And its not that you can’t see because of the snow, because really, it isn’t a blizzard or anything. Just some unexpected freezing cold fluff. It’s because you’ve bundled up so much to keep your face warm that you don’t have any peripheral vision. It makes it creepier, and it also makes the snow even more blinding. Even though it has nothing to do with the snow. But you’re not going to let your face get cold, so the fact that you can’t see has nothing to do with your own actions and everything to do with the snowflakes falling down and around you. You’re thankful for the scarf covering your face, even as the snowflakes find ways around it to land with brief freezing pinpricks on your forehead, under and around your eyes. People tell you it isn’t THAT cold, that you’re too bundled. They don’t understand that its just as much to keep you in and everything else out. Nothing to do with temperature, everything to do with wind, thoughts, voices, words. Precious precious words. You have to keep them close, nurture them, let them percolate through the drawn-out and aging filters of your experiences in order to get them into some sort of shape that eventually becomes something that you can use to help yourself get better. The help you purge the things that are festering inside your head, but you can’t just let them out all at once. Too many uses for them, like the stranger obscured by snow and scarf. You can’t see them anymore and you wonder where they went. Whether the Great Old swallowed them up. There is a peace to the chthonic entities that you read about. Yes it is the graveyard peace of the end, but it is a peace nonetheless. Something to be wished for.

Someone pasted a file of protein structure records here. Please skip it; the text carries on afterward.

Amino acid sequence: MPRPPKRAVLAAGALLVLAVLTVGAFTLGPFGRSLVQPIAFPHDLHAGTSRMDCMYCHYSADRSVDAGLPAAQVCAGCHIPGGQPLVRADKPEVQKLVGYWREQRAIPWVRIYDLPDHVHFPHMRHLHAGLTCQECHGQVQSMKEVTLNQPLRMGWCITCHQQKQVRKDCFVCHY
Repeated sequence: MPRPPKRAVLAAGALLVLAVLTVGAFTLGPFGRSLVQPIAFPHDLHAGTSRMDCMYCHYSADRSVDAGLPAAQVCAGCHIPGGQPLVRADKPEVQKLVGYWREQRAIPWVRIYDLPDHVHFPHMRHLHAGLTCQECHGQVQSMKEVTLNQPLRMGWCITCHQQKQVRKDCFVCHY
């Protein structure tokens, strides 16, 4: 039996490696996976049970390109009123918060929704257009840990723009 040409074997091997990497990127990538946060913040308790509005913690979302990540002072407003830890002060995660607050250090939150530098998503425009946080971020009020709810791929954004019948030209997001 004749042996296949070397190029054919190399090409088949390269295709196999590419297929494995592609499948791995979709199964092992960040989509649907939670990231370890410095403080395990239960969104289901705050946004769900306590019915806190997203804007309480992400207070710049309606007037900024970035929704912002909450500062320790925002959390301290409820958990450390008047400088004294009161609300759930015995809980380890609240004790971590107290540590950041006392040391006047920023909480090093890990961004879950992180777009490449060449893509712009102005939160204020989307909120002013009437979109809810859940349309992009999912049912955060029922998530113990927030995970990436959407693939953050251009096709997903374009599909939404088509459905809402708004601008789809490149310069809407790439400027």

She picks up her writing brush and looks left out the window. It is open, and the scent of snow wafts in. In the garden her father’s favorite tree, an old cherry, has the first signs of flower buds. A bird sings. The fireplace behind her is lit, countering the frigid air from outside. She looks back at the paper before her, steadies herself with a breath, and begins writing.
Springtime snow fallen
waiting under the cherry tree
once again you are not here.
The wall was too high
no way I could jump over,
I long to see you again.